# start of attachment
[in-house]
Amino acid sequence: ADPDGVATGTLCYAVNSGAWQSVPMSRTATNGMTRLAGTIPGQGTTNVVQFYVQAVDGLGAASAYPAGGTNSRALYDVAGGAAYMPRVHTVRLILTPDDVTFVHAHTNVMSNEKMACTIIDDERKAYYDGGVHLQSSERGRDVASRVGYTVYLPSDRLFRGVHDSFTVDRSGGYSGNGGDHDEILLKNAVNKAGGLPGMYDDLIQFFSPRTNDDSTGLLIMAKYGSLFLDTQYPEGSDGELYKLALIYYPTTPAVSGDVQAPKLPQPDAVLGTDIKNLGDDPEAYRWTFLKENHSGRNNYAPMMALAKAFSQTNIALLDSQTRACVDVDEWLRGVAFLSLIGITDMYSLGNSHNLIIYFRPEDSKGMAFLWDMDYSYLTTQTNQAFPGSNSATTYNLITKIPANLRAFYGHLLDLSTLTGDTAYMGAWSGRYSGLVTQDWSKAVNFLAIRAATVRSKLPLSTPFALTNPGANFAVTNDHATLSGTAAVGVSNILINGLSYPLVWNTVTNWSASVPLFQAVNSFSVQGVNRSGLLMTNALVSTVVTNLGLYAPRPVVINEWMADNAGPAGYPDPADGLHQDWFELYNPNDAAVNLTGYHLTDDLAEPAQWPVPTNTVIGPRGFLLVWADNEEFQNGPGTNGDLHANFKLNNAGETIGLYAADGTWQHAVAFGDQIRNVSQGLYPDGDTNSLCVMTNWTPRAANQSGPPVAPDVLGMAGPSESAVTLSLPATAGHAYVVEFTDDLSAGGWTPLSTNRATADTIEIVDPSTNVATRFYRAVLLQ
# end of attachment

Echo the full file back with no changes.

[in-house]
Amino acid sequence: ADPDGVATGTLCYAVNSGAWQSVPMSRTATNGMTRLAGTIPGQGTTNVVQFYVQAVDGLGAASAYPAGGTNSRALYDVAGGAAYMPRVHTVRLILTPDDVTFVHAHTNVMSNEKMACTIIDDERKAYYDGGVHLQSSERGRDVASRVGYTVYLPSDRLFRGVHDSFTVDRSGGYSGNGGDHDEILLKNAVNKAGGLPGMYDDLIQFFSPRTNDDSTGLLIMAKYGSLFLDTQYPEGSDGELYKLALIYYPTTPAVSGDVQAPKLPQPDAVLGTDIKNLGDDPEAYRWTFLKENHSGRNNYAPMMALAKAFSQTNIALLDSQTRACVDVDEWLRGVAFLSLIGITDMYSLGNSHNLIIYFRPEDSKGMAFLWDMDYSYLTTQTNQAFPGSNSATTYNLITKIPANLRAFYGHLLDLSTLTGDTAYMGAWSGRYSGLVTQDWSKAVNFLAIRAATVRSKLPLSTPFALTNPGANFAVTNDHATLSGTAAVGVSNILINGLSYPLVWNTVTNWSASVPLFQAVNSFSVQGVNRSGLLMTNALVSTVVTNLGLYAPRPVVINEWMADNAGPAGYPDPADGLHQDWFELYNPNDAAVNLTGYHLTDDLAEPAQWPVPTNTVIGPRGFLLVWADNEEFQNGPGTNGDLHANFKLNNAGETIGLYAADGTWQHAVAFGDQIRNVSQGLYPDGDTNSLCVMTNWTPRAANQSGPPVAPDVLGMAGPSESAVTLSLPATAGHAYVVEFTDDLSAGGWTPLSTNRATADTIEIVDPSTNVATRFYRAVLLQ